This account is pending registration confirmation. Please click on the link within the confirmation email previously sent you to complete registration. Need a new registration confirmation email? Click here
Sure, many stocks would go on to post stunning rebounds, and in recent quarters, certain stocks have been repeatedly making new all-time highs. But dozens of other companies in the S&P 500 are still licking their wounds from the 2008 market plunge, trading well below levels seen five years ago.
Some of these companies surely deserve to be shunned, but a select few hold the seeds of renewal.
>>5 Stocks Ready to Break Out
With that in mind, here are
five companies that are now poised to regain their footing and catch up to the rest of the market.
It's hard to feel sorry for investors of
Charles Schwab (
SCHW) -- the stock has nearly doubled from its 52-week low to a recent $21.38. Still, that's below trading levels seen before the 2008 financial crisis took root. Back then, shares appear to have peaked out around $25, but this time around, the upside is far more robust.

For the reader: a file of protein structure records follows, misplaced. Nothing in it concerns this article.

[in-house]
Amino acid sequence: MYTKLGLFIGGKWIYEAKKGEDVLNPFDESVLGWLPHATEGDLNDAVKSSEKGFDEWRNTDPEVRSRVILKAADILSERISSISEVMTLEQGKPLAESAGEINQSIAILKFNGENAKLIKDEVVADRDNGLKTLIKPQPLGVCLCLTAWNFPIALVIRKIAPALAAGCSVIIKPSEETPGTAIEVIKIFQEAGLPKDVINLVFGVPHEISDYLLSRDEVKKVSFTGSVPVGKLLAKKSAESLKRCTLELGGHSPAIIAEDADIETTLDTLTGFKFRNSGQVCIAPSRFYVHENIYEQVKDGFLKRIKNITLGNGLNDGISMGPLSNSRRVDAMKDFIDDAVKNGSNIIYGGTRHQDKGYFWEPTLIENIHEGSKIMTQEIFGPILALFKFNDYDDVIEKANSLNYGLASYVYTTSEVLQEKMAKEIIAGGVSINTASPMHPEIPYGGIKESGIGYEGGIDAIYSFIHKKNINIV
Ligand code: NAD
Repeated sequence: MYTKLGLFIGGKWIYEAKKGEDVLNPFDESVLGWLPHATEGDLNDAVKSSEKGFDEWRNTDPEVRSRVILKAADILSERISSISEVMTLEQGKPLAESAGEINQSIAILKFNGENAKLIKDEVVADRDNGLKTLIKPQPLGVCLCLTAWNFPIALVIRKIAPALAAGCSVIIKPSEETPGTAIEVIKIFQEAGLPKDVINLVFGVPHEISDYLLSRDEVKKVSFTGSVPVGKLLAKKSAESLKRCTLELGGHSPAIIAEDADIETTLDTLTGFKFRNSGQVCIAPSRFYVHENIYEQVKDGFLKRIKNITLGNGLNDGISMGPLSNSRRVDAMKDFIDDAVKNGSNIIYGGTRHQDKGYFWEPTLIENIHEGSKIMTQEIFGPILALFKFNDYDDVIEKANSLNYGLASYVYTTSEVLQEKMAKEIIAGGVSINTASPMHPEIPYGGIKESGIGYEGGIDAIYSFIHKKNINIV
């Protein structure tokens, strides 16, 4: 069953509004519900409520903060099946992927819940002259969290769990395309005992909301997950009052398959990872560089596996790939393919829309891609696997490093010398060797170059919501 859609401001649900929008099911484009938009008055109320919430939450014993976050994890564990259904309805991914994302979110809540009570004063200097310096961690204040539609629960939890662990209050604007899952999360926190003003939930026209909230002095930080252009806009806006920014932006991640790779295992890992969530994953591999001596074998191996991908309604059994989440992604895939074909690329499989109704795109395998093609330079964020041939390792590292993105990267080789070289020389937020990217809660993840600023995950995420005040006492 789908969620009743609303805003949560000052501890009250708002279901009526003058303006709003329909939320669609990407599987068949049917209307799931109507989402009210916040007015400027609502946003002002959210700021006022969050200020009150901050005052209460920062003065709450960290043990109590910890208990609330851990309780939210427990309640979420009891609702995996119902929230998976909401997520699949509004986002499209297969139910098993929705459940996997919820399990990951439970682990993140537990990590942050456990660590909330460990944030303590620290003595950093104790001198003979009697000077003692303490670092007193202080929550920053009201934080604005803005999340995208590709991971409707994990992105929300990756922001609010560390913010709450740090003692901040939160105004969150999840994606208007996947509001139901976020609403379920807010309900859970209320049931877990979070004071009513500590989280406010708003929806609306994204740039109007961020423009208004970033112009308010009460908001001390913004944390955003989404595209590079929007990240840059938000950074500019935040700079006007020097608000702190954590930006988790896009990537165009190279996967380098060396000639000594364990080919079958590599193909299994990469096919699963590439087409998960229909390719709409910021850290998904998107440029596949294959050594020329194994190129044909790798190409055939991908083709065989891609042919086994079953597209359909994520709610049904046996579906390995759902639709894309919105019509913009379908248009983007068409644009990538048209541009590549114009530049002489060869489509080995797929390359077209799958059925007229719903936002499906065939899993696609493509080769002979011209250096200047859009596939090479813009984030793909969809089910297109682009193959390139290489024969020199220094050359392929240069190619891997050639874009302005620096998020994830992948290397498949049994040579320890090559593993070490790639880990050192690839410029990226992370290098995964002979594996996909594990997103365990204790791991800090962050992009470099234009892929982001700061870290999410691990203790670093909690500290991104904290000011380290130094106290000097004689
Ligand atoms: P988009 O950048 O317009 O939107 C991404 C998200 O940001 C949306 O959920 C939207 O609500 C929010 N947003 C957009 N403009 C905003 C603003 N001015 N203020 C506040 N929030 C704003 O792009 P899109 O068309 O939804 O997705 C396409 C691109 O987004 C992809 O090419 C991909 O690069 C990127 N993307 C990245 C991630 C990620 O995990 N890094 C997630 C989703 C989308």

In the intervening years, Schwab has done a remarkable job attracting new clients. Many independent stock brokers and financial advisors have left the big firms and brought their clients' assets to Schwab, and once interest rates normalize, look for this company's earnings to soar. That's because Schwab can generate impressive interest income on its clients assets, as massive cash balances are parked on the balance sheet.
>>4 Big Stocks on Traders' Radars
A few key figures tell the tale: Schwab now has 8.9 million client brokerage accounts, runs the retirement programs for more than 1.5 million people and collectively manages $2.1 trillion in assets. Those represent 30% to 50% increases from levels seen five to six years ago. And considering that Schwab earned more than $1 a share back in 2008, the future earnings power could handily exceed $1.50 a share.
GLW) have fallen close to 50% in the past five years, compared with a 20% gain for the S&P 500. Blame goes to the rapid maturation of both the telecom and television set industries. Corning is a key provider of components in both fields, and management has been focusing on keeping sales and profits aloft in the face of relentless competitive pressures.